The Bulldog has earned a negative reputation as an aggressive dog that will bite and attack people if provoked. The image is exacerbated by the fact that the Bulldog tends to have a violent appearance. Their angry-looking eyes and strong jaws seemed to send a strong message to anyone who was bothering them.
In fact, the Bulldog by nature is not at all the violent and aggressive dog one might think. If you have a Bulldog, you will know that they are gentle, loyal, affectionate, and friendly. Like all dogs , they bite, and unlike most other dogs, they have very strong jaws that can bite strongly and cause serious injury to a person.
Here are some reasons why Bulldogs bite and what you can do to prevent this from happening to your pet.
The root of bulldog dog behavior
All dogs, including Bulldogs, will bite when they are young. They go through a phase called teething. During that time they will put anything and everything they can in their mouths. This includes the touch of the hand that people usually do when patting a puppy on the head.
Bulldogs who bite during childhood have not at all learned that biting humans is dangerous and wrong. If allowed, this behavior can be continued into adulthood, where it can become dangerous. You or the dog trainer must teach your Bulldog that biting is not okay.
Even the Bulldog’s most admirable traits can sometimes lead to adult biting behavior. Bulldogs are very loyal and they create strong bonds with children. If a Bulldog feels that its owner or loved ones are at risk or being threatened by other people, dogs or animals, the Bulldog can become defensive and show signs of aggression.
Bulldogs are not aggressive by nature, but like other dogs, they can become aggressive when provoked. It’s not that all Bulldogs will become aggressive when you show signs of being threatened, but there is a high probability that if the Bulldog is socialized incorrectly they will respond strongly to what they perceive as a threat to you.
If Bulldogs are not properly socialized, they will likely bite as adults. Although Bulldogs are genuinely gentle and calm with their owners, they tend to be wary of strangers and foreign dogs. A good dog trainer will be able to socialize your young Bulldog and make him feel safe and comfortable around dogs and other people.
Biting problems arise when Bulldogs are not treated well by their owners. If the owner treats their Bulldog aggressively, the Bulldog will become defensive and will become more and more aggressive until something bad happens.
Treatment of bulldog behavior
The best way to prevent your Bulldog from biting as adults is to train them not to bite while they are still puppies. It may be inevitable that your Bulldog will still bite your finger or hand when they are young, but how you respond is very important.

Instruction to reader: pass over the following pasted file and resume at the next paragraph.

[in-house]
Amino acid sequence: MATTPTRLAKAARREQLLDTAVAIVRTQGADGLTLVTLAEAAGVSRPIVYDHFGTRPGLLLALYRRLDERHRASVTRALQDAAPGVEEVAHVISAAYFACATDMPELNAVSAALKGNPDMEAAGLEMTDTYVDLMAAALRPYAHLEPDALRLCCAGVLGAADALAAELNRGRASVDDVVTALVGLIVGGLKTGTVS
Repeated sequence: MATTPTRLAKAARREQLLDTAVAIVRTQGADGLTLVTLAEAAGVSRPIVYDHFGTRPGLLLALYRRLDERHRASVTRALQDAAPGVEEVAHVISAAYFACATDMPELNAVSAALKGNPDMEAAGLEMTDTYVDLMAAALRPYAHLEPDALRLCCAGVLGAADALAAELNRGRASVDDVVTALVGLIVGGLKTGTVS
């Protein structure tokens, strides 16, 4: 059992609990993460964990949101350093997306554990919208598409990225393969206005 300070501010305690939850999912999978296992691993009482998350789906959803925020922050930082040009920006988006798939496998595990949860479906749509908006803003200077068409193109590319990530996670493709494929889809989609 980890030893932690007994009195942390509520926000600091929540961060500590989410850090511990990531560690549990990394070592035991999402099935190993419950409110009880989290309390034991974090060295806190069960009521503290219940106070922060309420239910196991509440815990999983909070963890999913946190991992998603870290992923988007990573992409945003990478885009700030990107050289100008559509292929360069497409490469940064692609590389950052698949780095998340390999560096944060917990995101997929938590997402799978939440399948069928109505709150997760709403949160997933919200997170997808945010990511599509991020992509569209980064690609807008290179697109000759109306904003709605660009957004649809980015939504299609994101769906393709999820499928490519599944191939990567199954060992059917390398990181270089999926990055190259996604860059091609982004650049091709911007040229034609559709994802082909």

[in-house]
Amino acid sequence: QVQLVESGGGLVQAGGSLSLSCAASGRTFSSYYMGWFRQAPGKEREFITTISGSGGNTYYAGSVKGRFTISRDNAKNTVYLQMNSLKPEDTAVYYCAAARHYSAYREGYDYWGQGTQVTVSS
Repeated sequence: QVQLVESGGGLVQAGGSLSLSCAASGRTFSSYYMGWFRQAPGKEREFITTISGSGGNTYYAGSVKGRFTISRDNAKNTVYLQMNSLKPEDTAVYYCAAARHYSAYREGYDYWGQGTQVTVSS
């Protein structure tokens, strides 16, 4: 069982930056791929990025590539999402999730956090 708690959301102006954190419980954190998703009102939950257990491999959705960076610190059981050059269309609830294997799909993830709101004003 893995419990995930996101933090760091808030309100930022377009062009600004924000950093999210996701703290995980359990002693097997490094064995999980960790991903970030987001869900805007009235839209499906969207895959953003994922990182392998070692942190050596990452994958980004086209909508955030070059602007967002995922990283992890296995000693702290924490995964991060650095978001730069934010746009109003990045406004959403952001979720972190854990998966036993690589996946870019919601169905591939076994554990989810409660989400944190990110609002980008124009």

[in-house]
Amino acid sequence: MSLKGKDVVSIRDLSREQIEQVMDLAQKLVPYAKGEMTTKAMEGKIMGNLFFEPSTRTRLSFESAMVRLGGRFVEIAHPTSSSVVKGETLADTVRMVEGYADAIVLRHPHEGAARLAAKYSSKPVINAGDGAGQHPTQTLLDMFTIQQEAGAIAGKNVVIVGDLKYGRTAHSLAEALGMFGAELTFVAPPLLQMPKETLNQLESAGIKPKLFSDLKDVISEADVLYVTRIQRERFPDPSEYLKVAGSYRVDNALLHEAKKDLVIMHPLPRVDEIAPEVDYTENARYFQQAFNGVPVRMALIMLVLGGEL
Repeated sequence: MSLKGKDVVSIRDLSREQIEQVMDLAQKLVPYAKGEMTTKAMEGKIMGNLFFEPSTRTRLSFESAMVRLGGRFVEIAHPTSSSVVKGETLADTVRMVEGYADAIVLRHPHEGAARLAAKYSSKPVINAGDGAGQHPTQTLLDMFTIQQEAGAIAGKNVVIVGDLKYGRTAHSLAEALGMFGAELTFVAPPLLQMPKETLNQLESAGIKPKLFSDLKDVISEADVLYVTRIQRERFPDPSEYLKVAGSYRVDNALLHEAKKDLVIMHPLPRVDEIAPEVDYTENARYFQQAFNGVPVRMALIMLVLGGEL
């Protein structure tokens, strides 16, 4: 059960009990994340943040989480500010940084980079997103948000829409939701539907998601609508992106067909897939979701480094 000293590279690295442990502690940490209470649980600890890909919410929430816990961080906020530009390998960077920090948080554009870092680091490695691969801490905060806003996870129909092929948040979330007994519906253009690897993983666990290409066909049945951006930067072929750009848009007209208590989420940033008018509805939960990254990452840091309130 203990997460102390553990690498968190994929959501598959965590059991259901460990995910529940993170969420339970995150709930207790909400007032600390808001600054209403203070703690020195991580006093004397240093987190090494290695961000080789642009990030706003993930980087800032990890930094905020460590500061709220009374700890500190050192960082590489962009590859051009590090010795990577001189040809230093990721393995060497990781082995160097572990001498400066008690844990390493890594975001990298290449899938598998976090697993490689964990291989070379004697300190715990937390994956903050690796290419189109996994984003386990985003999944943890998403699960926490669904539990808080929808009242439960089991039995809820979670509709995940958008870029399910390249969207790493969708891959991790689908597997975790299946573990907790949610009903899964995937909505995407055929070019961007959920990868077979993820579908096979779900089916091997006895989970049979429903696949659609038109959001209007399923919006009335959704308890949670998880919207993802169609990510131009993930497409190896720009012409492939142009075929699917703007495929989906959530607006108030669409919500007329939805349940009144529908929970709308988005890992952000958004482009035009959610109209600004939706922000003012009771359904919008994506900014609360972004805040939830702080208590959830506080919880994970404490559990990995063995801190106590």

Every time an accidental bite occurs, you should make a “ouch!” and then immediately stop paying attention to your Bulldog. Your dog won’t like this because they just want to play with you and get your attention. By teaching the Bulldog that they will lose their attention when they bite you, you are teaching them a valuable life lesson about stopping bites.
This tactic can even be practiced with adult dogs, although it is a little more difficult. If you experience biting problems with your adult Bulldog, it is recommended that you take him in behavioral training. The problem may be related to poor socialization, which is a much more difficult problem to deal with from a behavioral point of view.
This may be triggered by your Bulldog’s specific personality or character, or perhaps your Bulldog feels overprotective of you and your family. In many cases, enlisting the help of a dog trainer can help ensure that the behavior can be addressed and transferred in a healthy manner.
Bulldogs do have an aggressive past, where their bite was the most desirable trait. Initially, the Bulldog was used as a fighting dog against wild cattle / bulls (bull-baiting). The Bulldog will bite the bull’s neck from under its body and lock its jaws to prevent it from escaping. They were the wild breed, aggressive, and tough at that time.
When these activities were banned, the Bulldog faced extinction. To prevent the disappearance of these beautiful dog breeds, trainers and breeders worked hard over several generations of Bulldogs to dispel the Bulldog’s aggressive nature and promote a gentle temperament. They did well and now we have a gentle and affectionate Bulldog breed.
While your Bulldog may look a little mean when he’s lying on the floor, he’s probably thinking about how much he loves you and how much fun it is to lie on the floor in the comfort of home. Once she lifted her heavy face, you would see the tenderness in her eyes and know that she really is a loving and loving friend.